We also know that agoraphobia may be associated with stressful life events and that people who suffer repeated stresses can often develop phobic symptoms. Sometimes, people develop agoraphobia following frightening experiences and the best examples of this is to be found in people who perhaps have been trapped in a fire, a lift or a motor car involved in an accident. These people often develop agoraphobic symptoms. However, it is interesting to note that there are many people trapped in such situations who do not go on to develop phobic symptoms and, thus, one really has to consider the possibility that there is a predisposition both biological and psychological to this syndrome.
Before behaviour therapy, the treatment outlook for people with agoraphobia was not good. Psychoanalytic psychotherapy was often used on people but the outcomes with this approach were very poor. Similarly, the drug treatments which were used many years ago often led to major problems.
The first behavioural attempts to treat agoraphobia were those of systematic desensitisation, i.e. teaching people to relax in association with imagining various phobic situations. However, 25 years ago exposure in real life was developed as a central treatment for agoraphobia and this involved a therapist taking the patient into the phobic situations and keeping them there for long enough so that their symptoms reduced. These exposure exercises often lasted for 2-3 hours at a minimum.
While exposure in real life has remained the mainstay of treatment, therapist aided exposure is much less used today. Professor Isaac Marks at the Institute of Psychiatry, the world’s leading expert in this area, argues that exposure treatments can be as effective using self-help material, computer programmes or therapist instruction and he has a great deal of research evidence to support this proposition. In recent years, cognitive therapy has developed and all over the world, psychologists and psychiatrists are applying cognitive therapy principles to agoraphobia and panic attacks. While there is some evidence that cognitive therapy is useful in the treatment of panic attacks, there is as yet little evidence that cognitive therapy adds much to the outcome of exposure treatments. This controversial area is continuing to be subjected to research enquiry and I am sure that over the years we will see new emerging approaches. However, I am sure that exposure will remain an absolute prerequisite.
The results of exposure on its own are very good and probably 70% of people who complete programmes will achieve 70% or more recovery. However, many people drop out of treatment or fail to complete an adequate trial. Some of my research indicated that some people have difficulty tolerating exposure treatment and for this group of people, cognitive therapy may be helpful as a preparation. However, as most of you know, there is no way round the central truth that, in order to combat a fear, one needs, eventually, to face up to it!!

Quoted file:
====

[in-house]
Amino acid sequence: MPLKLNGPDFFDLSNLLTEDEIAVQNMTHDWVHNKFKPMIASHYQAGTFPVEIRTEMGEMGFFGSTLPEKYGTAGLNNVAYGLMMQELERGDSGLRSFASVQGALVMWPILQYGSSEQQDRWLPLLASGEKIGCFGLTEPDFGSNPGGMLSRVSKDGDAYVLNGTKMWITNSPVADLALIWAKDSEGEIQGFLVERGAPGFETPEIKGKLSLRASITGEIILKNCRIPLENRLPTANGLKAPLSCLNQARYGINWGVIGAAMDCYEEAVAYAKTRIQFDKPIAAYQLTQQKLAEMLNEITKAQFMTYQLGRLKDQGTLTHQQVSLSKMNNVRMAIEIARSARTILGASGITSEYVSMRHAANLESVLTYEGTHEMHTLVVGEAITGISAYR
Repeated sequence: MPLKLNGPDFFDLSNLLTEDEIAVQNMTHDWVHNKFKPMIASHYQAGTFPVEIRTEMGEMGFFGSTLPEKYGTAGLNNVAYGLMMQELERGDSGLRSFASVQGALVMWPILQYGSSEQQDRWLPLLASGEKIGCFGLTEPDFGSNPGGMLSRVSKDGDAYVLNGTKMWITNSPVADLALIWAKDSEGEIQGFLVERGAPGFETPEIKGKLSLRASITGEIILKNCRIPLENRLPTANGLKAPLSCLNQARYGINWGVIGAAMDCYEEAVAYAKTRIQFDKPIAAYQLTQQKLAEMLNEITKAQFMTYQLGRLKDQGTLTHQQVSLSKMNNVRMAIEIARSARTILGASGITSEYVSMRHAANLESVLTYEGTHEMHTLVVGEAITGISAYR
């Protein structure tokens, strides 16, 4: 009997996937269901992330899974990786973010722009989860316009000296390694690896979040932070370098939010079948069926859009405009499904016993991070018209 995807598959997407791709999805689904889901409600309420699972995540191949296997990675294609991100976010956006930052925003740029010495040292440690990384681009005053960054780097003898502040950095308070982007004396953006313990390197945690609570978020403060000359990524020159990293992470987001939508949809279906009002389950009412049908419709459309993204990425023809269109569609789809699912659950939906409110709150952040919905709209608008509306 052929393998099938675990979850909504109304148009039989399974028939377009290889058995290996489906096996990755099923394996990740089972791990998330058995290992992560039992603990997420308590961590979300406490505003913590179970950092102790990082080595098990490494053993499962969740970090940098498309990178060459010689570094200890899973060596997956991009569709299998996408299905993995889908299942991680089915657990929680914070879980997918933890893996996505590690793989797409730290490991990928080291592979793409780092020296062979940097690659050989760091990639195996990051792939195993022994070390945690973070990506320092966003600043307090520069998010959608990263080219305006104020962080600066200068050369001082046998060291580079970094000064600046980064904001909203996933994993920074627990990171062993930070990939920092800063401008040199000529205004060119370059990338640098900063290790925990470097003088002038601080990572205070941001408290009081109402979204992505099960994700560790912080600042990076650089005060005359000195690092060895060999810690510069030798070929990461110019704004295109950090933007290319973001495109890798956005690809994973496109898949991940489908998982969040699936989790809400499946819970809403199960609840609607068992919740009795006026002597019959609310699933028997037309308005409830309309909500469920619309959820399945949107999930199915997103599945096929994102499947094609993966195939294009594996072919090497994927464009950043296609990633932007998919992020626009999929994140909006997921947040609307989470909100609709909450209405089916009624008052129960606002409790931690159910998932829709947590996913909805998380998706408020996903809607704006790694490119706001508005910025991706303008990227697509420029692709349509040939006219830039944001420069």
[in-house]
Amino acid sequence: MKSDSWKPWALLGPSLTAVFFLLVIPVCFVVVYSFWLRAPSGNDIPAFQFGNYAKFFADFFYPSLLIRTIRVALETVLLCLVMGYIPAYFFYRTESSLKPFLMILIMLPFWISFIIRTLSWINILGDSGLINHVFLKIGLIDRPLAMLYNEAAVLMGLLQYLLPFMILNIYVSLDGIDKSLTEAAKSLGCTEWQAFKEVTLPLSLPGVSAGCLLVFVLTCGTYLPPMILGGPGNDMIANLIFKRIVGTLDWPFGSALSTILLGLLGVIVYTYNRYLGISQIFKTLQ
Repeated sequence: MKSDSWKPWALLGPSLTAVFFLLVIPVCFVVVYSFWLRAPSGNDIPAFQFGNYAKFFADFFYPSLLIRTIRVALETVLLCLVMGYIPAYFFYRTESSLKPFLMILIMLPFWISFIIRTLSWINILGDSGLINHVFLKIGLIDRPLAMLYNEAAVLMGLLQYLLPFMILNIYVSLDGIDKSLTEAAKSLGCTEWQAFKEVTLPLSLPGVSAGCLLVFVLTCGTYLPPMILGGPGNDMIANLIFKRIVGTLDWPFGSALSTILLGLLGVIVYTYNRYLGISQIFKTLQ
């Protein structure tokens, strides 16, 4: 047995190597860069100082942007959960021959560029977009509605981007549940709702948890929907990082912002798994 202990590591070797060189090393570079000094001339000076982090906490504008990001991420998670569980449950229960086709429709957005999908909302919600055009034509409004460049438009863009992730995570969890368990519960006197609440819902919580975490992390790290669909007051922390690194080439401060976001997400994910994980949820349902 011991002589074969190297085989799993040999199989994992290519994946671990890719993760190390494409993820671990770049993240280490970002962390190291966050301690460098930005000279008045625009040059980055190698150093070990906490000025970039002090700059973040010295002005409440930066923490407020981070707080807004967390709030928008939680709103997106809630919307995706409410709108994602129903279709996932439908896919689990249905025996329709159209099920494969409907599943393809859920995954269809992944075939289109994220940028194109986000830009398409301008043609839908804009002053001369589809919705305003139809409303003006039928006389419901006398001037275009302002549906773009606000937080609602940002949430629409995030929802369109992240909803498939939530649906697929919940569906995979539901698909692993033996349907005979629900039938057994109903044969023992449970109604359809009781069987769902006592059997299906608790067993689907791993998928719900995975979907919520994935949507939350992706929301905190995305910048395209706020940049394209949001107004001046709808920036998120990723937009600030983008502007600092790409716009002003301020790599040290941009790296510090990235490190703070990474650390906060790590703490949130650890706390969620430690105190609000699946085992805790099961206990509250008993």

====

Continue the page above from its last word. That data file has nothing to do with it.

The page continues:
Self-help groups such as ‘No Panic’ provide a mainstay for the population of people with phobic anxiety in this country, as treatment resources are still desperately short. Unfortunately, although we have many skilled and very competent nurses, doctors and psychologists who have received the proper training in behaviour therapy, there are by no means sufficient numbers to treat the phobic population that exists. As mentioned above, self-help approaches can be very effective and, providing the correct ingredients of treatment are used, i.e. central emphasis on exposure and how it is applied, there is no doubt that the ‘No Panic’ volunteers can achieve outcomes which compare favourably with health professionals.
The main principles of exposure are:
- Exposure must be prolonged. You must stay in the situation until your fear starts to go. This may take a long time – often several hours.
- Short periods of exposure without experiencing a reduction in symptoms can be harmful.
- Exposure should be regular.
- Try and involve the family as co-therapists.
- Buy some self-help literature.
- Avoid the use of alcohol at all costs.
- If you are taking medication, this must be discussed with someone who has expertise both in behaviour therapy and in the area of pharmacology. I believe the research evidence is that very few people with agoraphobia should be prescribed medication as a first line of treatment and that medication may achieve some short term gains but, in the long term, there is still a question mark over its usefulness.
8. If self-help is not working and you feel that you would benefit from professional treatment go to your GP and request a referral to a suitably qualified therapist. Insist on receiving behavioural therapy for your phobic condition. This is a universally recognised treatment and in my view it is your right to be referred. Under the new funding arrangements in the NHS, your GP should have access to referral to a specialist resource outside your immediate area if, local treatment facilities do not exist.
Professor Kevin Gournay is an Emeritus Professor at the Institute of Psychiatry. He has more than 35 years of experience and is the author of more than 130 articles and books. He is based in Cheshunt Hertfordshire.